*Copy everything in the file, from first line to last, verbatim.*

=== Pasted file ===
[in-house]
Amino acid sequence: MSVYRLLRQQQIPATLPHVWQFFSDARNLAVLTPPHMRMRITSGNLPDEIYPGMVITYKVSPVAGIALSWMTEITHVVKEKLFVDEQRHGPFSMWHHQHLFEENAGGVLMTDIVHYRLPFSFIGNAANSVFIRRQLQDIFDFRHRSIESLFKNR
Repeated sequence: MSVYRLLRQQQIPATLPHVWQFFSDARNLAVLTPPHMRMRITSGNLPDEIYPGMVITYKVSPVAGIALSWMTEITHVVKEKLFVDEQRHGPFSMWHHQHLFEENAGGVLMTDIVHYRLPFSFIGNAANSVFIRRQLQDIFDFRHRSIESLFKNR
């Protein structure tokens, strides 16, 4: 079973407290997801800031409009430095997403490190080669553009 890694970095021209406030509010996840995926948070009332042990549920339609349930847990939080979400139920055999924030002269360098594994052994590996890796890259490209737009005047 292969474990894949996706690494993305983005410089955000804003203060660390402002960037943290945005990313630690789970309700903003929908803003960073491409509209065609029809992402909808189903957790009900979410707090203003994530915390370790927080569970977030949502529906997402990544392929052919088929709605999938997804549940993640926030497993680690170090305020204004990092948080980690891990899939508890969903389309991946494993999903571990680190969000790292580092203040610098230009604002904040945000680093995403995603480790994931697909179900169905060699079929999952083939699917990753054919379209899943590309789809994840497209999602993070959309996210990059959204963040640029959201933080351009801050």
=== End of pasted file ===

[in-house]
Amino acid sequence: MSVYRLLRQQQIPATLPHVWQFFSDARNLAVLTPPHMRMRITSGNLPDEIYPGMVITYKVSPVAGIALSWMTEITHVVKEKLFVDEQRHGPFSMWHHQHLFEENAGGVLMTDIVHYRLPFSFIGNAANSVFIRRQLQDIFDFRHRSIESLFKNR
Repeated sequence: MSVYRLLRQQQIPATLPHVWQFFSDARNLAVLTPPHMRMRITSGNLPDEIYPGMVITYKVSPVAGIALSWMTEITHVVKEKLFVDEQRHGPFSMWHHQHLFEENAGGVLMTDIVHYRLPFSFIGNAANSVFIRRQLQDIFDFRHRSIESLFKNR
């Protein structure tokens, strides 16, 4: 079973407290997801800031409009430095997403490190080669553009 890694970095021209406030509010996840995926948070009332042990549920339609349930847990939080979400139920055999924030002269360098594994052994590996890796890259490209737009005047 292969474990894949996706690494993305983005410089955000804003203060660390402002960037943290945005990313630690789970309700903003929908803003960073491409509209065609029809992402909808189903957790009900979410707090203003994530915390370790927080569970977030949502529906997402990544392929052919088929709605999938997804549940993640926030497993680690170090305020204004990092948080980690891990899939508890969903389309991946494993999903571990680190969000790292580092203040610098230009604002904040945000680093995403995603480790994931697909179900169905060699079929999952083939699917990753054919379209899943590309789809994840497209999602993070959309996210990059959204963040640029959201933080351009801050």